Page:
From watching the film of Mariota’s first four interceptions, I gathered a few bits of information. First, he tries to do to much, something he admitted to last week. Three out of the four (1, 2, & 3) interceptions resulted from either forcing a pass, or trying to make something out of nothing. Jon Robinson mentioned on Titans Radio last week that he wants to see Mariota throw the ball away more often on busted or well defensed plays, and “live to see another day.” Second, Mariota’s receivers don’t do a fantastic job of helping him out. On three out of the four (1, 3, & 4) interceptions, the intended receiver had a chance to either make a contested catch, or at the very least keep the ball away from the defender. Finally, specifically on these four plays, there is no explosiveness whatsoever in the Titans’ receivers. It almost seems like there is no acceleration going into breaks, and no route run on these particular plays made the defender in coverage turn their hips.

Using the results I gathered from film, I talked to two people who know a lot about running routes, and how the Titans’ receivers can do a better job; Pro Bowl TE Delanie Walker, and head coach Mike Mularkey.

I asked Walker to take me through his process of running a route, from when he lines up to when the whistle is blown. “Once the play is called,” he told me. “The first thing I do when I line up is look at the coverage. That’s going to tell me how I run my route. Next, I focus on the depth my route needs, and find the hash mark that I need to get to. Once the ball is snapped, I run full speed to the point I need to get to, and, once the defender turns his hips, that’s when I break on my route, and I give them a head-fake.” Remember, this is coming from the guy that went for over 1,000 receiving yards last season, caught ninety passes, and is still the Titans’ best receiver. When I watched the film, it didn’t seem as if there were any head-fakes, or any trickery of the sort that actually got a defensive back to turn their hips.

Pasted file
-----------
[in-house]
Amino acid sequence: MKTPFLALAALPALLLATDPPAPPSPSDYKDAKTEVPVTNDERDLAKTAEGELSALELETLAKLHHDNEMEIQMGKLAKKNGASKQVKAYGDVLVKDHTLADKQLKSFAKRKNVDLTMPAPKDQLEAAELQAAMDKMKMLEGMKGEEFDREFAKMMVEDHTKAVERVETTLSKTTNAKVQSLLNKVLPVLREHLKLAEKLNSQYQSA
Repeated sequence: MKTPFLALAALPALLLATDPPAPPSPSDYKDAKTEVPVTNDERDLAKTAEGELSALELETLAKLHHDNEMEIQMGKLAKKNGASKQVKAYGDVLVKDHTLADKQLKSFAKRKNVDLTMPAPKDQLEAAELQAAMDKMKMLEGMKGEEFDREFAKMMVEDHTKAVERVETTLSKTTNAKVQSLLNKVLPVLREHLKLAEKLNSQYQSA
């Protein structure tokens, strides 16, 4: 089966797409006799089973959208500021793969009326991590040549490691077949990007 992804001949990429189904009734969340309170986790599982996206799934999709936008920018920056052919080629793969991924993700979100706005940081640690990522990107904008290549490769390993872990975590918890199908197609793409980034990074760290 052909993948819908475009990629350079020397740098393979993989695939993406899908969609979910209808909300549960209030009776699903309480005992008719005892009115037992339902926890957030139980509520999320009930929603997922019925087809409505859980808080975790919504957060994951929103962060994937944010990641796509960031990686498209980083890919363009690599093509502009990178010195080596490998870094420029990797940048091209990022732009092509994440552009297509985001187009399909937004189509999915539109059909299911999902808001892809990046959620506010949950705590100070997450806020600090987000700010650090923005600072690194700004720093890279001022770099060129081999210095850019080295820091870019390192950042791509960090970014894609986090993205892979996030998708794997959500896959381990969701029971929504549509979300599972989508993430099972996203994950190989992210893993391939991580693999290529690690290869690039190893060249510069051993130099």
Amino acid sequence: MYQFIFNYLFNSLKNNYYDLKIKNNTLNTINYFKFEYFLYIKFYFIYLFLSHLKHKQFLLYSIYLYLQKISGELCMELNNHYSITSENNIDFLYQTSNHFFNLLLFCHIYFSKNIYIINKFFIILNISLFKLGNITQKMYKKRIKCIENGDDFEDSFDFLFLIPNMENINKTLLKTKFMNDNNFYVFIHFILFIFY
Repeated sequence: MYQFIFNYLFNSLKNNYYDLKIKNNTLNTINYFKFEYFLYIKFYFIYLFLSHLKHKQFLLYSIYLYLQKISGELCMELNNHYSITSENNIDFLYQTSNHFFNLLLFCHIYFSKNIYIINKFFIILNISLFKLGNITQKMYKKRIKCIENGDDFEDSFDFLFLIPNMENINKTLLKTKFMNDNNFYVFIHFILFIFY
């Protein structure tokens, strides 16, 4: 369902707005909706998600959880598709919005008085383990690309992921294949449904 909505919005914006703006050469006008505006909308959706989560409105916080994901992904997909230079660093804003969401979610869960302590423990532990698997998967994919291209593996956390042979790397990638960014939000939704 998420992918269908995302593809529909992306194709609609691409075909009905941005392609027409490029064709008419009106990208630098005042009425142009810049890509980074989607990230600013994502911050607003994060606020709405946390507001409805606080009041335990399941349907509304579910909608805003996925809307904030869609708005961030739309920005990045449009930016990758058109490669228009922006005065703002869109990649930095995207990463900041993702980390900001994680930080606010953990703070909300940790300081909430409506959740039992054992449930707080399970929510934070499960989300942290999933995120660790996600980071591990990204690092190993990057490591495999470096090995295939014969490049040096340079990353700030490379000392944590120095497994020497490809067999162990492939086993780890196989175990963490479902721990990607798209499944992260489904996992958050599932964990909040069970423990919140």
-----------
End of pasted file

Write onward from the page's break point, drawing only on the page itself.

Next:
Next, I talked to Coach Mularkey, and asked him what specific things receivers have been doing poorly, and what must be done to correct those things. “It starts with where the receiver lines up, because splits can determine a lot about the route. Depths are very important, and how [a receiver] releases, whether he goes inside or outside when he’s pressed. Then, it’s about what we want him to do at the top of the route, whether it be a speed cut or something else. There’s a lot of little things that go into it, but lining up in the correct spots is most important, and the depth is probably the second most important because it has so much to do with timing, which is especially vital with a quarterback like Marcus who throws with anticipation.”

In the fifty seconds it took Coach Mularkey to answer my question, he gave us the key to understanding Marcus Mariota’s struggles: positioning. On film, though the receivers do look to be a little slow and unable to win on their turns, there’s no way to tell if they’re actually in the correct position or not unless you’re a member of the Titans’ offensive coaching staff. If it is indeed the case that the reason Mariota has looked rattled and miserably inaccurate is the receiver’s inability to actually line up in the correct spot, it’s no wonder the guy has struggled! Mularkey might have come up with the third-greatest scheme that’s ever been run on a football field, (Sorry, Mike, but you’ll never surpass the likes of Bill Belichick and Bill Walsh) but we’ll never know if his players can’t do something as simple as line up in the correct spot. This is something that clearly has to change if the Titans have any hope of winning more than three games this season. Should Mariota be more accurate and more accepting of a play simply not working out, well of course. But he’s the guy that’s spent hours in the building, before everyone arrives in the morning and after everyone departs in the afternoon, to make sure that he fully understands every page of Mike Mularkey’s playbook, which was designed with the goal of being “user-friendly.” And if his receivers aren’t in the spots they’re supposed to be in, they might as well be middle schoolers running around the backyard yelling, “Hey Marcus! I’m open! Throw me the ball!”

I’m not a football coach, so I don’t know how to fix these issues, but it is clearly evident that there are indeed issues to be fixed, and they better be fixed soon.